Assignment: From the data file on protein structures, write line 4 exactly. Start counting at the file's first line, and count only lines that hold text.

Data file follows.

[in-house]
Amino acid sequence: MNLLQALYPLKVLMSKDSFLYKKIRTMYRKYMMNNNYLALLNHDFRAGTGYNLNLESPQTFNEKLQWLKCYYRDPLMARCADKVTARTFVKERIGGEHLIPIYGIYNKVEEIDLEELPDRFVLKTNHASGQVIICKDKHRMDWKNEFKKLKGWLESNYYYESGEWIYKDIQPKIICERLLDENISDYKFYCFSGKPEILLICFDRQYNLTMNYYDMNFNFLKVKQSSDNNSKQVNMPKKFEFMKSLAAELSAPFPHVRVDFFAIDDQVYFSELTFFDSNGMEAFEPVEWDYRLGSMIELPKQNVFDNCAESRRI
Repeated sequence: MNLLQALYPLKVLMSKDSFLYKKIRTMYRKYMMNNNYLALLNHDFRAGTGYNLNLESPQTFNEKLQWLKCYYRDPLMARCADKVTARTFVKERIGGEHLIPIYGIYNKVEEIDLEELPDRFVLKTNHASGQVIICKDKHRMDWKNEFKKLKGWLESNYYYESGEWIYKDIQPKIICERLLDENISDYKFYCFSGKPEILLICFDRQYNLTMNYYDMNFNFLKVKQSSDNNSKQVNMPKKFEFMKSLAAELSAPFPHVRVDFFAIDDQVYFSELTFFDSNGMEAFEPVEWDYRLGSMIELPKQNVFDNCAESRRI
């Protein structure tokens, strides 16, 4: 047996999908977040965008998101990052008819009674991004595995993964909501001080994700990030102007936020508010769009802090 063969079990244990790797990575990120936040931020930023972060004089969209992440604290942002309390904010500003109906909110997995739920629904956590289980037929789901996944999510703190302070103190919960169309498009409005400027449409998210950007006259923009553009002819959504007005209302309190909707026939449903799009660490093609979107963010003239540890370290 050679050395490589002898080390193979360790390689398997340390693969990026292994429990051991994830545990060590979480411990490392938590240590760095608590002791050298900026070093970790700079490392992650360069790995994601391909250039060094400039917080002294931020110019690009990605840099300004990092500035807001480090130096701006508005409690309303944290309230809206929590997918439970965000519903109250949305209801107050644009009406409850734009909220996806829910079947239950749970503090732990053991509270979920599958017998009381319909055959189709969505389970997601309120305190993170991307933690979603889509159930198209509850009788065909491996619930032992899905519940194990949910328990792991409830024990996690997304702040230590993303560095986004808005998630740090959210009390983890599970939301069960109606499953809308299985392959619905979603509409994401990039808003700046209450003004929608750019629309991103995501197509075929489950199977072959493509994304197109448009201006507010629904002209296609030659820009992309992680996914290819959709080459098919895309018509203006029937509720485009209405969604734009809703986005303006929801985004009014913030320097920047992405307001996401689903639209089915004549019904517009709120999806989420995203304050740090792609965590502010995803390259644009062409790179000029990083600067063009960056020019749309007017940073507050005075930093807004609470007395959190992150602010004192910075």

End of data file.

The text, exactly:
């Protein structure tokens, strides 16, 4: 047996999908977040965008998101990052008819009674991004595995993964909501001080994700990030102007936020508010769009802090 063969079990244990790797990575990120936040931020930023972060004089969209992440604290942002309390904010500003109906909110997995739920629904956590289980037929789901996944999510703190302070103190919960169309498009409005400027449409998210950007006259923009553009002819959504007005209302309190909707026939449903799009660490093609979107963010003239540890370290 050679050395490589002898080390193979360790390689398997340390693969990026292994429990051991994830545990060590979480411990490392938590240590760095608590002791050298900026070093970790700079490392992650360069790995994601391909250039060094400039917080002294931020110019690009990605840099300004990092500035807001480090130096701006508005409690309303944290309230809206929590997918439970965000519903109250949305209801107050644009009406409850734009909220996806829910079947239950749970503090732990053991509270979920599958017998009381319909055959189709969505389970997601309120305190993170991307933690979603889509159930198209509850009788065909491996619930032992899905519940194990949910328990792991409830024990996690997304702040230590993303560095986004808005998630740090959210009390983890599970939301069960109606499953809308299985392959619905979603509409994401990039808003700046209450003004929608750019629309991103995501197509075929489950199977072959493509994304197109448009201006507010629904002209296609030659820009992309992680996914290819959709080459098919895309018509203006029937509720485009209405969604734009809703986005303006929801985004009014913030320097920047992405307001996401689903639209089915004549019904517009709120999806989420995203304050740090792609965590502010995803390259644009062409790179000029990083600067063009960056020019749309007017940073507050005075930093807004609470007395959190992150602010004192910075």